Xie Yun has started to see A-Fei in his dreams. Maybe that’s no surprise. Xie Yun’s dreams, when he sleeps well enough to have them, have always been complicated. He dreams about touching her, about slipping his hand into the collar of her robes. He dreams about running his finger down the line of her neck, into the dip of her collarbone, where the tiny sword he carved for her still rests. He dreams about putting his lips against that spot, where the leather and wood meets her skin, and licking the salty sweat from her skin.
Other nights, he dreams about her blade against his throat. He dreams about the prick of the edge against his skin. He dreams about touching her while she rests her blade against his throat, her muscles tense with determination, her eyes hard as steel. He’s woken up achingly hard after those dreams. Some mornings he’s woken up with sticky bedlinens and underrobes, the humiliating evidence of his desire.
Never in his dreams has he let himself see her like this, dressed up in delicate silks. He’ll steal as many glances as he can before she notices.
Xie Yun should have known the outfit borrowed from the Feather Robe Troupe wasn’t going to make A-Fei happy. Yes, she looks beautiful, the delicate colors and layers, shifting against the fluid motion of her body. But she is visibly uncomfortable, and that’s what dims the overall effect. Her beauty isn’t just her features. It’s the vibrant light inside of her, the spark in her eyes when she watches a really good fight, or executes a form with her blade better than she ever has before. Maybe she’d be more comfortable in the dress if it were lined with knives. He should ask Madam Nichang whether this is possible. She would definitely know—she thinks of everything.
Xie Yun can get away with a few lines of poetry, maybe, if he recites them casually, as a joke.
The beauty’s demeanor is elegant.
I am filled with admiration upon seeing so.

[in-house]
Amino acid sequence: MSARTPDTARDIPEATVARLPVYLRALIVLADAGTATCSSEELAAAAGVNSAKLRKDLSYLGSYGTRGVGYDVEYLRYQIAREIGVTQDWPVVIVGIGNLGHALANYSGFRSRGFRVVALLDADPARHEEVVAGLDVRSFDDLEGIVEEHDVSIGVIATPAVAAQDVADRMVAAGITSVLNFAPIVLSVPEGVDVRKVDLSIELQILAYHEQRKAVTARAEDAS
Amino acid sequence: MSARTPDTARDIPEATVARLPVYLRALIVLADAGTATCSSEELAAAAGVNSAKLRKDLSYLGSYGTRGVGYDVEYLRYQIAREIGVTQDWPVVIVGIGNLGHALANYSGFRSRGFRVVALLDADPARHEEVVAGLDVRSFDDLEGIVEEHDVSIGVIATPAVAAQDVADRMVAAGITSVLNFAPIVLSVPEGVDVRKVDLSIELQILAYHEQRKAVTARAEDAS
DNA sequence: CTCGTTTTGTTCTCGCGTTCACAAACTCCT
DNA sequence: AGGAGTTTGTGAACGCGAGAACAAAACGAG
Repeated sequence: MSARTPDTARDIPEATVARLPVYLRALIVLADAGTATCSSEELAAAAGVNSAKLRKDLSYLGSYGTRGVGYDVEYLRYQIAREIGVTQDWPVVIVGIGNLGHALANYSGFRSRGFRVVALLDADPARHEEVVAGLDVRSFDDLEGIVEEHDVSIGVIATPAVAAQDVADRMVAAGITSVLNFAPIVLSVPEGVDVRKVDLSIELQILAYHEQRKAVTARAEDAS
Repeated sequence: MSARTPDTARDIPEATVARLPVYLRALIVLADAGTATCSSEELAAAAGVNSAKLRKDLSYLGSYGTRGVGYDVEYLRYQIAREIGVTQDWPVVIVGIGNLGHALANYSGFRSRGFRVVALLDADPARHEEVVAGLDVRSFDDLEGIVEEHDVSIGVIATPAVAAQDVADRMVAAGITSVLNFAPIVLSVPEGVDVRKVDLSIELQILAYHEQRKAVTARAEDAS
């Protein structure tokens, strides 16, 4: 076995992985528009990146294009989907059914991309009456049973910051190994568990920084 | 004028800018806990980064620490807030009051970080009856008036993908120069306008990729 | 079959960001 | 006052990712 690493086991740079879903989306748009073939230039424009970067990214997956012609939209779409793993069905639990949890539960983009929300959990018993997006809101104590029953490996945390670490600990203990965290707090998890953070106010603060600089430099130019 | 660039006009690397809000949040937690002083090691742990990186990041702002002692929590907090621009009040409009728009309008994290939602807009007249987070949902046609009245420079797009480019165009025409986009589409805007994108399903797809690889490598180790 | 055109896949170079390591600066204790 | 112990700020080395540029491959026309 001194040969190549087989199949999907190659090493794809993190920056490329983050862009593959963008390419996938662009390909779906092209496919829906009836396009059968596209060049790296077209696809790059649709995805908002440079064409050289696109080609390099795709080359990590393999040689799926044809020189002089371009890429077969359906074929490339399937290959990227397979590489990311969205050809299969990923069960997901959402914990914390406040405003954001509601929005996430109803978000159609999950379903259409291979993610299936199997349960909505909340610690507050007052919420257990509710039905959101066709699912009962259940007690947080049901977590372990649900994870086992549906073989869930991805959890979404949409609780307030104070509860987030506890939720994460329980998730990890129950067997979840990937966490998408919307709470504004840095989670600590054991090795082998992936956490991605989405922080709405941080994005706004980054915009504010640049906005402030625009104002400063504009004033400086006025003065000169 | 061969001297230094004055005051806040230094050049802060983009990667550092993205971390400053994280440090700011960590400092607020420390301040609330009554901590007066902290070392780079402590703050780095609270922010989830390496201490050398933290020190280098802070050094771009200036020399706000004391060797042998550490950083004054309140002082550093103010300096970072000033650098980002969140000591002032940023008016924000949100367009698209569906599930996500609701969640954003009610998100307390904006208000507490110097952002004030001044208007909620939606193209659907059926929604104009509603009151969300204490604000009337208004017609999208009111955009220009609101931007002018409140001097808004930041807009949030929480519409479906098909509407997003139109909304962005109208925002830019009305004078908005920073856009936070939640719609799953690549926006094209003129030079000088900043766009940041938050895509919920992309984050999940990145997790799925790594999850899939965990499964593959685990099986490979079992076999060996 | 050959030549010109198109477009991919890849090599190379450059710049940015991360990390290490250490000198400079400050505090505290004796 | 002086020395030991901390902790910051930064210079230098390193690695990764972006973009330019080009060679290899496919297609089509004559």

He rubs his chin like a scholar stroking his beard, one of his Royal Highness of Sorrow mannerisms. Her face is stoic, unmoving. That’s good, he thinks. She’s going to let him say it, even if she doesn’t like it.
She’s swishing her sleeves around awkwardly, flopping her arms like they’re dying fish. It’s the opposite of the grace with which she moves through her fighting forms. “Where are my clothes?” she complains. “Why do I have to wear this? Where are my normal clothes?”
He can’t help but smile. A few of the Feather Robe disciples had conspired with him to get her things into the laundry, so she can have clean clothes when it’s time for them to leave. “Your clothes are dirty. It’s not right for you to wear them out. You wearing this—isn’t it nice?”
“Fine,” she says, with exasperation. “Let’s go.” Her ponytail swings behind her, and he gets an idea.
“Do you want to have your hair up like that going out?” He catches her arm.
“Why not?” She doesn’t pull away. Every time she lets him touch her, his heart jumps.
His grip is loose, but he can feel her warmth even through the layers of silk. How warm and soft her skin must feel underneath, if she— His heart is pounding in his chest, but he puts on his most brilliant smile. “Sit down. I’ll do your hair.”